Fighting For Important Causes In State And Federal Courts
Victims of sexual abuse often find it difficult to come forward about what happened to them. In many cases, victims of childhood sexual abuse do not fully know what happened until they are adults and better understand the situation. Other times, pain and shame of what happened can stop people from coming forward, and it is only because others have come forward with their stories that people find the strength to report what happened to them and seek justice. It is important to understand how long you have to file a sexual abuse lawsuit in Pennsylvania because there are hard legal limits on when you can come forward in most cases. Pennsylvania institutional sexual abuse victims attorney Andrew Shubin explains.
Statute of Limitations on Sexual Abuse Claims in Pennsylvania
Under Pennsylvania law – and under the laws of most states – most “torts” have statutes of limitations that dictate how long the victim has to file a civil lawsuit for wrongs they suffered. These statutes of limitations are usually measured in years from the point in time when the victim suffered the wrongs they are seeking justice for.
Under PA law, the statute of limitations for child sexual abuse lawsuits is complex. In 2019, a PA grand jury investigation unveiled more than 300 sexual abuse cases in the Catholic Church dating, primarily, between 1970 and 2000. This sparked overhauls of PA laws to give sexual abuse victims more time to sue since many of these victims were adults by the time and would have had a difficult time suing under then-current law.
PA Civil Statute of Limitations on Sexual Abuse Cases
The legal changes, enacted in 2019, extended the statute of limitations for childhood sexual abuse victims in PA. Current law gives these child victims until they turn 55 to file lawsuits (with a 37-year statute of limitations beginning to run when they turn 18). Victims aged 18-24 at the time of the sexual abuse also have a long deadline that gives them until they turn 30 to sue.
However, these 2019 laws are not retroactive. That means that if the abuse occurred before 2019 when the new laws were signed, the old statute of limitations applies. Under that law, all adults (even adults aged 18-24) have 2 years from the date of the abuse to file their case and child victims have until they turn 30.
Does PA Have a Look-Back Window?
As of the writing of this article, PA has not enacted a look-back window like New Jersey’s sexual abuse look-back window. Some states have instituted two-year windows in which any child sexual abuse case can be filed, regardless of how long ago the events took place. If PA were to enact such a law, it could help victims seek justice even if the statute of limitations would normally bar their case.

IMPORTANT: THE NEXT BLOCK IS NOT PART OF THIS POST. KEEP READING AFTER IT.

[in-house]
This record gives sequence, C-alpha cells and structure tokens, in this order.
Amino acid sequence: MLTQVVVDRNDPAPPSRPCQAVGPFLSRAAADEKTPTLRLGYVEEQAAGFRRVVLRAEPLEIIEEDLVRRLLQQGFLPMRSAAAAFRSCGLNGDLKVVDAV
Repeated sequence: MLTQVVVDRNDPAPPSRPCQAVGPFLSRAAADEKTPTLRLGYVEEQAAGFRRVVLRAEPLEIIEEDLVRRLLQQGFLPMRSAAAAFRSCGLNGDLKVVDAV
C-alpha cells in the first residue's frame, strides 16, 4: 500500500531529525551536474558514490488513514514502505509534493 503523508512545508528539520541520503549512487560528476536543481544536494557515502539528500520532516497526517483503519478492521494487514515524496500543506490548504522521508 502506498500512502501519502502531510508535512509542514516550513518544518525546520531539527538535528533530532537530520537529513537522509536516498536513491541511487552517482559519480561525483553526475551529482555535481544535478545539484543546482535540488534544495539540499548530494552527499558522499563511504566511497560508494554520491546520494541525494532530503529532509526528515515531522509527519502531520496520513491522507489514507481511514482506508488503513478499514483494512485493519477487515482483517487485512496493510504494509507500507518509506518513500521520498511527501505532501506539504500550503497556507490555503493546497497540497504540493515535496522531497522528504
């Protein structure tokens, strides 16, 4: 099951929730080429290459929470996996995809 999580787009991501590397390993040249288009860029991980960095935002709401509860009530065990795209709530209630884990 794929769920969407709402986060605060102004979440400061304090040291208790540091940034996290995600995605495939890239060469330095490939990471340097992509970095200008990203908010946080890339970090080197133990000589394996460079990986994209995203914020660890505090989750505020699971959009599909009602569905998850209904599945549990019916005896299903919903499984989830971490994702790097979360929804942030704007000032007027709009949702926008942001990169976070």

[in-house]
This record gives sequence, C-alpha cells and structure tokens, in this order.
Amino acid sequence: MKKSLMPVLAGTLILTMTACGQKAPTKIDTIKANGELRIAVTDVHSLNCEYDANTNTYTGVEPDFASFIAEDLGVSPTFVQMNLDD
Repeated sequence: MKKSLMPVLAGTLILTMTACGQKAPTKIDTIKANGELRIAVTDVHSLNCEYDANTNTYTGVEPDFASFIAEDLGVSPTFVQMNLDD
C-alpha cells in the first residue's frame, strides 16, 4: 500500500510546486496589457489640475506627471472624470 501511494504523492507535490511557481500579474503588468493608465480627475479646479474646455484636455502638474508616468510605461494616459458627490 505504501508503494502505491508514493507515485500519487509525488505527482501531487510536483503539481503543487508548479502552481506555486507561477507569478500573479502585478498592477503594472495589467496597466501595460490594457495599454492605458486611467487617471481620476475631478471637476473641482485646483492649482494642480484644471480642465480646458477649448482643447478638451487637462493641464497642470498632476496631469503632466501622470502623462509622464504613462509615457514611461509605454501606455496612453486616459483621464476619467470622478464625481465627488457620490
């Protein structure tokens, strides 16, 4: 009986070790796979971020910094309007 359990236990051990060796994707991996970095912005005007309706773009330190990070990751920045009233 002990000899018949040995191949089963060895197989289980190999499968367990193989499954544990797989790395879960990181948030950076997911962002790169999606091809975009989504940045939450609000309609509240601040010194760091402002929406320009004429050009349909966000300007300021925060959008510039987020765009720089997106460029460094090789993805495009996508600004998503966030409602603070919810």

PA Criminal Statute of Limitations on Sexual Abuse Charges
For criminal charges for sexual abuse, PA eliminated the statute of limitations in 2019, meaning cases can be brought at any time. Again, this law was not retroactive, so cases from before the new legislation must be filed under the old statute of limitations that says cases must come before the victim’s 50th birthday.
Filing a Civil Lawsuit for Old Sexual Abuse Allegations in Pennsylvania
Many people do not discover the abuse that happened to them until they are adults. This is incredibly common, and it is one of the most common ways that civil sexual abuse claims are brought. It is possible for adults to file lawsuits for abuse they suffered as children, and our attorneys can help.
One of the first hurdles to overcome in your case is the question of whether the statute of limitations bars your case or not. If the statute of limitations on your case has not run out, you can file your claim and have it heard. In some cases where the case would otherwise be blocked by the statute of limitations, certain rules and exceptions might help us file your case anyway.
First, the “discovery rule” often allows Pennsylvania civil lawsuits to proceed if the victim did not and could not discover the cause of what happened to them until recently. In cases where the abusers or institutions responsible for sexual abuse intentionally hid evidence, the statute of limitations might also be extended. However, this is not a guarantee.
Second, people who were disabled at the time of the abuse could have the statute of limitations extended. Being a minor is one of the most common legal “disabilities,” and statutes of limitations for child sexual abuse claims are often paused until the victim turns 18 for harm they suffered as a minor. However, that is already accounted for in the statutes of limitations listed above. A “disability” can also include a physical or mental disability that prevents you from appreciating what happened to you. For many disabled Pennsylvanians, this rule gives extra time to file a claim.
As long as your case is filed within the statute of limitations, you have additional time to handle the case in court. However, it is important to make sure that any individual abusers and any institutions are included in the original claim because it might be difficult to add them to the case later if the statute of limitations expires in the meantime.
Call Our Pennsylvania Sexual Abuse Victim Lawyer for Help with Your Case
If you were sexually abused as a child or you have a child who has suffered sexual abuse in Pennsylvania, call our Pennsylvania sexual abuse victim attorney today. The Law Office of Andrew Shubin represents survivors of sexual abuse by institutions and sexual abuse by clergy, camp counselors, teachers, and others in positions of authority. For help with your case, call our lawyer today for a free, confidential legal consultation. Our phone number is (814) 826-3586.